Food Policy Action Midterm Progress Report Shows Congress Falling Short



Food Policy Action Midterm Progress Report Shows Congress Falling Short

Midterm report card reflects turbulent political environment and a lack of votes on positive food policy measures

Washington, D.C., November 1, 2017 – Today, Food Policy Action released its 2017 Congressional Scorecard. This 6th annual scorecard is a midterm progress report published halfway through the 115th Congress to educate the public with objective, factual information about votes taken and bills introduced by Congress on critically important food issues.

The Senate was graded on 1 vote and 10 bills, and the House on 5 votes and 11 bills. Unfortunately, there was little headway on the passage of good food policies. Scores were down significantly this year, especially in the Senate, which included only the confirmation vote of EPA Administrator Scott Pruitt based on his blatant record opposing the very agency he was nominated to lead. The majority of House votes were dangerous anti-regulatory bills that would roll back many basic protections in our food system. Neither the House nor the Senate spent much time on food issues this year, leaving little to score and more extreme scores than in years with more available votes. The FPA Scorecard’s takeaway: Washington is falling short when it comes to food policy, showing little progress in this first year of the 115th Congress.

“We deserve better,” said FPA co-founder, food advocate, and chef Tom Colicchio. “Food policy is connected to every critical issue faced by this great nation. Yet Congress has allowed the political dysfunction of a new Administration to not only prevent positive food bills from moving forward, but to roll back basic critical protections that keep our food system safe. This is unacceptable. FPA will continue to hold members of Congress accountable for the votes they cast – or I should say lack of votes this year – that impact food and our food system.”

This year, 130 Members – 80 House Members and 50 Senate Members – received 0 percent, the lowest possible mathematical score for this year’s report. The overall midterm scores averaged 49 percent across both chambers, down from 57 percent for the 114th Congress. Worth noting:  220 members of Congress – 140 in the House of Representatives and 40 in the Senate – received perfect scores of 100 percent.

“These scores are extreme because this is where Congress stands in such a turbulent political environment with a frustrating lack of bipartisanship on food policy votes,” said Ken Cook, FPA co-founder, board chairman, and EWG President. “Food policy is not a partisan issue. Congress should prioritize a more balanced, healthy and sustainable food system.  With this year’s report showing great room for improvement, I hope that Congress will do more next year than this year. In 2018, voters need a clearer sense of where their legislators stand on issues that affect the food system. We must all communicate with our legislators about the scorecard and let them know that we want good food policies prioritized in 2018.”

The few bright spots for the food movement highlighted in the Scorecard were Republican and Democrat proposals including a bill proposed by Senator Mike Lee (R-UT) to require greater transparency in commodity checkoff programs to prevent anti-competitive activities, a bill sponsored by Senator Dianne Feinstein (D-CA) to provide agricultural workers with a fairer legal immigration program, bills proposed by Reps. Susan Davis (D-CA-53) and Alma Adams (D-NC-12) to revise food assistance programs so that the benefits better afford a healthy diet, a bill sponsored by Rep. John Faso (R- NY-19) to improve oversight of organic imports, amendments by Reps. Jared Huffman (D-CA-02) and Elizabeth Esty (D-CT- 05) to maintain basic protections in the Clean Water Act. And there were more, but overall the Scorecard illustrates a weak food policy agenda midway through the 115th Congress.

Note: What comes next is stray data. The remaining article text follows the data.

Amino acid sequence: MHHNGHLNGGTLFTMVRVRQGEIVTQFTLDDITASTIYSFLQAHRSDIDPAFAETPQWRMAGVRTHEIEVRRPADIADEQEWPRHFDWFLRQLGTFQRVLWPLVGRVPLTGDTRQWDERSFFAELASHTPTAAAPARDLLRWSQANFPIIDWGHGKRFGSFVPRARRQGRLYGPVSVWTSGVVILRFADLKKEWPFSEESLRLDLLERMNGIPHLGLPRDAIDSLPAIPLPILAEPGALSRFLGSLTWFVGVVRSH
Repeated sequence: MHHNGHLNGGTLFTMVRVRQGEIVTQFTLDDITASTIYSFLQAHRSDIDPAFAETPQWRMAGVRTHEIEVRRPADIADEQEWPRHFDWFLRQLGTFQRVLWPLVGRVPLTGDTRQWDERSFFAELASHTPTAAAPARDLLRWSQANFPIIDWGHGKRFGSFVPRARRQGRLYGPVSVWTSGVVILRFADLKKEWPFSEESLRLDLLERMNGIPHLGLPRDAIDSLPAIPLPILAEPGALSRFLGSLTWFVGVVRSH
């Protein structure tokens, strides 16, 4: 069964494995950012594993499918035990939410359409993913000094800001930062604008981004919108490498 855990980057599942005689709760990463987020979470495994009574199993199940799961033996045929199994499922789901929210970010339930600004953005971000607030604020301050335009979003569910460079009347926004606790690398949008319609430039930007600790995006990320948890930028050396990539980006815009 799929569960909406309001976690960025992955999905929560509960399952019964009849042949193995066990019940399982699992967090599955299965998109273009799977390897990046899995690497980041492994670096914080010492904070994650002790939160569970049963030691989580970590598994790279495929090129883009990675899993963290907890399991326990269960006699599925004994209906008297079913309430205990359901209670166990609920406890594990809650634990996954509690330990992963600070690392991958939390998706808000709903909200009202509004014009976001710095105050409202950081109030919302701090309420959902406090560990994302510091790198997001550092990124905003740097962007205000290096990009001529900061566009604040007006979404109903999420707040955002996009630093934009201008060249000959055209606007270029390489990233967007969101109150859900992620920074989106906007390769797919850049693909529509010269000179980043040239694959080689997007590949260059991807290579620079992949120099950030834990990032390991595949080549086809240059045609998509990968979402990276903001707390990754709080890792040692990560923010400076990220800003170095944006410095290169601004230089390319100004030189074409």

“We applaud those in Congress who broke through the noise to raise their voice for the good food movement; even those not scored in this midterm report, but their efforts did not go unnoticed,” said FPA Executive Director, Monica Mills. “Safe, nutritious, affordable food for all matters greatly to all Americans across party lines, and while this year’s Scorecard shows a weak Congressional agenda on food policy, this is only a midterm score. Congress has a huge opportunity to show leadership on these issues as we move into discussions ahead of the 2018 Farm Bill. It is our job to hold them accountable during the next election cycle.”

Read the complete 2017 midterm Food Policy Scorecard for the 115th Congress here.


Media Contact: Betsy Barrett, 202-997-3266,

About Food Policy Action: Food Policy Action was established in 2012 through a collaboration of national food policy leaders in order to hold legislators accountable on votes that have an effect on food and farming. Our goal is to change the national dialogue on food policy by educating the public on how elected officials are voting on these issues. Through education and FPA’s Scorecard, more people will be armed with the information they need to advocate for sound food policy and to elect more food policy leaders across the country. Find out more at

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